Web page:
By early November 1916 the ship was ready, fully loaded and manned. All it needed to pass through the blockade was a foolproof identity. The bark Maleta, which was simlar to Seeadler, was loading in Copenhagen. Luckner traveled to the port and, reassuming his former identity as Phelax Luedige, signed on as a longshoreman. One night he crept aboard and stole the ship’s logbook, giving Seeadler its bona fide identity. Unfortunately, the German Admiralty delayed the raider’s departure until after the real Maleta had sailed. The cover story wouldn’t work.

Luckner changed the name on the stolen log and all ship’s papers to Irma, a bark of dubious registry in truth named after the captain’s fiancée. But the erasures and alterations proved too obvious. Maintaining his composure, Luckner directed the ship’s carpenter to use an ax to break out a few portholes and smash railings and bunks, then drench everything in seawater. When the job was done, it appeared as though the bark had been through a violent gale. It only seemed natural its sodden and stained papers were hard to read.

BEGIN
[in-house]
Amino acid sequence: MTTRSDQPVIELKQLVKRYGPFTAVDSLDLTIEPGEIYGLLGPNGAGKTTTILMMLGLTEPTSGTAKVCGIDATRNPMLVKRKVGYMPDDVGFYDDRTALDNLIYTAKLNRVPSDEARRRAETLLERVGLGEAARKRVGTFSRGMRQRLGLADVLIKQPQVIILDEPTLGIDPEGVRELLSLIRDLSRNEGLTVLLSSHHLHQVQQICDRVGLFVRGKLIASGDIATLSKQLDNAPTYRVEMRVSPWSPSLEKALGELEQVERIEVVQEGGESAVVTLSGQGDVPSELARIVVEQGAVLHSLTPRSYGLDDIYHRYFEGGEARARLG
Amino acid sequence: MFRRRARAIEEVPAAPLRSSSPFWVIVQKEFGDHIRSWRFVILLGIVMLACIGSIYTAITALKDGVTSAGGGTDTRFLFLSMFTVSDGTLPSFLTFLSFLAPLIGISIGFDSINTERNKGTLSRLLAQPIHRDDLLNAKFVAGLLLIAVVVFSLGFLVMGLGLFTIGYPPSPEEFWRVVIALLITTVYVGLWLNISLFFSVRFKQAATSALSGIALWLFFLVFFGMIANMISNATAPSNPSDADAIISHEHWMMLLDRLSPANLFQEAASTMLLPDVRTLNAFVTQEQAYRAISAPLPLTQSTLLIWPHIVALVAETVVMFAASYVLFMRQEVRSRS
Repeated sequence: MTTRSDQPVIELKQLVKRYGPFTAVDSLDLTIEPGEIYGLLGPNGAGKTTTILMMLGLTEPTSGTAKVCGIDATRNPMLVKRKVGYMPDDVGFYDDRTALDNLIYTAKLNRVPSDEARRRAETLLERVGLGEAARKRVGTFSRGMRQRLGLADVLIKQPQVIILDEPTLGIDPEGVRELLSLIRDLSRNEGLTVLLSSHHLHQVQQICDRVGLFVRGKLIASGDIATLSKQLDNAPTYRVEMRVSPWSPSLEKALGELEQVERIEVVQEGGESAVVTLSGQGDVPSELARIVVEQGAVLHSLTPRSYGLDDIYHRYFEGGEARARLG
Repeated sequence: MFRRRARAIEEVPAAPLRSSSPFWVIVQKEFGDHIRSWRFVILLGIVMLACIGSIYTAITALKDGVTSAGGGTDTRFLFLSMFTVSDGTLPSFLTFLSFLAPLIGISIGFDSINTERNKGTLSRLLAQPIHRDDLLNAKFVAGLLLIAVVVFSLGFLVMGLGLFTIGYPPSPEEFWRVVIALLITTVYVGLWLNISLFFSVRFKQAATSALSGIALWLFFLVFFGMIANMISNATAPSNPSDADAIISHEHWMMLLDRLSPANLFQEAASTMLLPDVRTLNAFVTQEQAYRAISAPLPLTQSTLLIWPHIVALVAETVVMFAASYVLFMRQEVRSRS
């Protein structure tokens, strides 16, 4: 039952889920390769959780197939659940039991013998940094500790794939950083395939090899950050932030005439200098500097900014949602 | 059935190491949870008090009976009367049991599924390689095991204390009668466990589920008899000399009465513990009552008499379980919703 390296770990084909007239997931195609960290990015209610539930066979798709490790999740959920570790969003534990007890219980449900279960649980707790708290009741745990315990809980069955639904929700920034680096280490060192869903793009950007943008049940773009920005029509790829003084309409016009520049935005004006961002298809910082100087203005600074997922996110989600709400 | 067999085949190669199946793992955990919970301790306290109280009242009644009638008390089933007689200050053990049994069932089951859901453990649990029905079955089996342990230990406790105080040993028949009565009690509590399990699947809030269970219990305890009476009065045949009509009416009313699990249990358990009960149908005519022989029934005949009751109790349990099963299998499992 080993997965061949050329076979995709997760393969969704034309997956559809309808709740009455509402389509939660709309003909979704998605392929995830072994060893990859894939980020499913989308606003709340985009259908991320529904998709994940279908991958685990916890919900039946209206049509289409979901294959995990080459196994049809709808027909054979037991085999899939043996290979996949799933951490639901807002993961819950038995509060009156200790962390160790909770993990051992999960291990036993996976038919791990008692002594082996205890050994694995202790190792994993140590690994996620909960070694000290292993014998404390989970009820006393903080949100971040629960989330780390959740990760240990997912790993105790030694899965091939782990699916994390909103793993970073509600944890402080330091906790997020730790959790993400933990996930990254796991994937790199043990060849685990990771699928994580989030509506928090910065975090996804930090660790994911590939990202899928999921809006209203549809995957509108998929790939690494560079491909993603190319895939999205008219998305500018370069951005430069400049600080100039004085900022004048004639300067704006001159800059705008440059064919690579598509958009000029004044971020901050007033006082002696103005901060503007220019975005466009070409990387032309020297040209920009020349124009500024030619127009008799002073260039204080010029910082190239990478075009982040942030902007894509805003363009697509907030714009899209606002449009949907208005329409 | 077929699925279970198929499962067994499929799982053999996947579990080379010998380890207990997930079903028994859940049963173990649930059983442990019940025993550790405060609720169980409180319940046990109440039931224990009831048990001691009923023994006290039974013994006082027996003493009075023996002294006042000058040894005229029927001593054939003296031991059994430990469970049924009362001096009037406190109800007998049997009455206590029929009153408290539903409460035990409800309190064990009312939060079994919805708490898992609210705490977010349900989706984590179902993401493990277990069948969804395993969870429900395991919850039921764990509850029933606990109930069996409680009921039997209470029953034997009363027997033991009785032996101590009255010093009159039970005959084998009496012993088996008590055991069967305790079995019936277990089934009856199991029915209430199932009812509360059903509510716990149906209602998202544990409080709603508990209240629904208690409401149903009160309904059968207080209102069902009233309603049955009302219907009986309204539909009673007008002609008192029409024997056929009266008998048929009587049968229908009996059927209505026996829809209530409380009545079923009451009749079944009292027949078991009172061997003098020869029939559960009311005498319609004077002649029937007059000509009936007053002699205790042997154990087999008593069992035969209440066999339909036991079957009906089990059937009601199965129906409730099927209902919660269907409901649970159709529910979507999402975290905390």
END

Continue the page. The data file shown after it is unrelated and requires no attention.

Seeadler finally left Hamburg on December 17. The first obstacle it encountered was a field of bristling naval mines. Fortunately, a gale came to the ship’s aid, forcing it to sail heeled far over on its beam-ends and thus allowing it to glide safely over the submerged mines. Then Seeadler ran afoul of the armed merchant cruiser HMS Avenger, whose captain ordered the bark to heave to for inspection. The Royal Navy officer leading the boarding party saw only a loaded lumber ship, recently battered by Baltic storms and crewed by a gaggle of smelly, undisciplined Norwegians who showed little respect for his rank or duty. The bark’s captain, a brute of a man named Knudsen with a plug of tobacco wedged in his cheek, showed the British officer the water-stained and nearly unreadable papers. In his thick Norwegian accent Knudsen introduced his homely blonde wife, Josephine, who was laid up on the damp cabin settee with a painful toothache. The Royal Navy officer saw no further reason to detain the obviously innocent Norwegian bark and returned to his ship. As Avenger steamed away, its signal flags spelled out Bon Voyage.

Seeadler had passed its first test. As the bark cleared the British Isles and headed out to sea, Luckner ordered its disguise shed. Crewmen dutifully cast the lumber overboard to free up the ship’s two guns, though the captain retained trace camouflage so as to lure unsuspecting prey into Sea Eagle’s claws. Thus prepared, Luckner sailed into the broad North Atlantic in search of prizes. His success would earn him the nickname “Sea Devil.”